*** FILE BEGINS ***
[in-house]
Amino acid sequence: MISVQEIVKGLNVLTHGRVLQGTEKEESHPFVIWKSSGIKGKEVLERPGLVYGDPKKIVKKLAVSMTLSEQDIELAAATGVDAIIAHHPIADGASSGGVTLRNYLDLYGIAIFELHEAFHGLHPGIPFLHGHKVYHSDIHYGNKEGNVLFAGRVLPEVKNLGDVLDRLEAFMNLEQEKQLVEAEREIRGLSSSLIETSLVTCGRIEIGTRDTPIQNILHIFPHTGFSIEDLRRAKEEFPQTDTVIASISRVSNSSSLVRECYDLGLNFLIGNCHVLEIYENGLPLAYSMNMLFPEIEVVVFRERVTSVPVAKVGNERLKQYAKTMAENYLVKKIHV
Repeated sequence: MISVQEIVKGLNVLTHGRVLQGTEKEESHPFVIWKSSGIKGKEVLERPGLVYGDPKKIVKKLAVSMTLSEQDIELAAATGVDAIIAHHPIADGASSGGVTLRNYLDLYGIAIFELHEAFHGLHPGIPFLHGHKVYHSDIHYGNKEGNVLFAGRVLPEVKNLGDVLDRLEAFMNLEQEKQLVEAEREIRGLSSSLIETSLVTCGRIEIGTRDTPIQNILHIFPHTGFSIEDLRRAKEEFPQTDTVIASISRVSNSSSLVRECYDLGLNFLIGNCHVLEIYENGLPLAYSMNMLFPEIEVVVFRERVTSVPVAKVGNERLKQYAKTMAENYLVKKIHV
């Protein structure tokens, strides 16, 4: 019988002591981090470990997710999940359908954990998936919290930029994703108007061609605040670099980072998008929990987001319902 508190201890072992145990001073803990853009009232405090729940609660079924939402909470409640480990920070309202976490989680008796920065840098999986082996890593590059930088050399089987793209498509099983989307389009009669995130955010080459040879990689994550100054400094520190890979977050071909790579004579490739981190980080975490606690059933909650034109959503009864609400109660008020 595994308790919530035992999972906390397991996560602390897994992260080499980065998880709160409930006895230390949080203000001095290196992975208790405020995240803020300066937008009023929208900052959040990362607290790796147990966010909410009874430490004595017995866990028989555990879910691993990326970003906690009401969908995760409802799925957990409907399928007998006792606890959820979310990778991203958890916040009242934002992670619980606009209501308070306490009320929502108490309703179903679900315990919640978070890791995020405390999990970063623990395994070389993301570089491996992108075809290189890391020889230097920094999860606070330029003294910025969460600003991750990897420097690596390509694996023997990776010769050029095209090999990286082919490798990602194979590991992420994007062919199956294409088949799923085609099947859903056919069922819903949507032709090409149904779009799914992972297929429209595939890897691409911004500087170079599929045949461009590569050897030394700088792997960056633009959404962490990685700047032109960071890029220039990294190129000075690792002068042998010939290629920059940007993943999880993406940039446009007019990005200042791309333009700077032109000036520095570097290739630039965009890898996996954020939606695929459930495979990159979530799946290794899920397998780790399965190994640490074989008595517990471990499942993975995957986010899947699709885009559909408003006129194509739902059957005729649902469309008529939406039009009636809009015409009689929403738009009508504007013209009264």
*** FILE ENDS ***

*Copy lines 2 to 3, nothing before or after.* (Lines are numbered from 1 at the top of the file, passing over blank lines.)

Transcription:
Amino acid sequence: MISVQEIVKGLNVLTHGRVLQGTEKEESHPFVIWKSSGIKGKEVLERPGLVYGDPKKIVKKLAVSMTLSEQDIELAAATGVDAIIAHHPIADGASSGGVTLRNYLDLYGIAIFELHEAFHGLHPGIPFLHGHKVYHSDIHYGNKEGNVLFAGRVLPEVKNLGDVLDRLEAFMNLEQEKQLVEAEREIRGLSSSLIETSLVTCGRIEIGTRDTPIQNILHIFPHTGFSIEDLRRAKEEFPQTDTVIASISRVSNSSSLVRECYDLGLNFLIGNCHVLEIYENGLPLAYSMNMLFPEIEVVVFRERVTSVPVAKVGNERLKQYAKTMAENYLVKKIHV
Repeated sequence: MISVQEIVKGLNVLTHGRVLQGTEKEESHPFVIWKSSGIKGKEVLERPGLVYGDPKKIVKKLAVSMTLSEQDIELAAATGVDAIIAHHPIADGASSGGVTLRNYLDLYGIAIFELHEAFHGLHPGIPFLHGHKVYHSDIHYGNKEGNVLFAGRVLPEVKNLGDVLDRLEAFMNLEQEKQLVEAEREIRGLSSSLIETSLVTCGRIEIGTRDTPIQNILHIFPHTGFSIEDLRRAKEEFPQTDTVIASISRVSNSSSLVRECYDLGLNFLIGNCHVLEIYENGLPLAYSMNMLFPEIEVVVFRERVTSVPVAKVGNERLKQYAKTMAENYLVKKIHV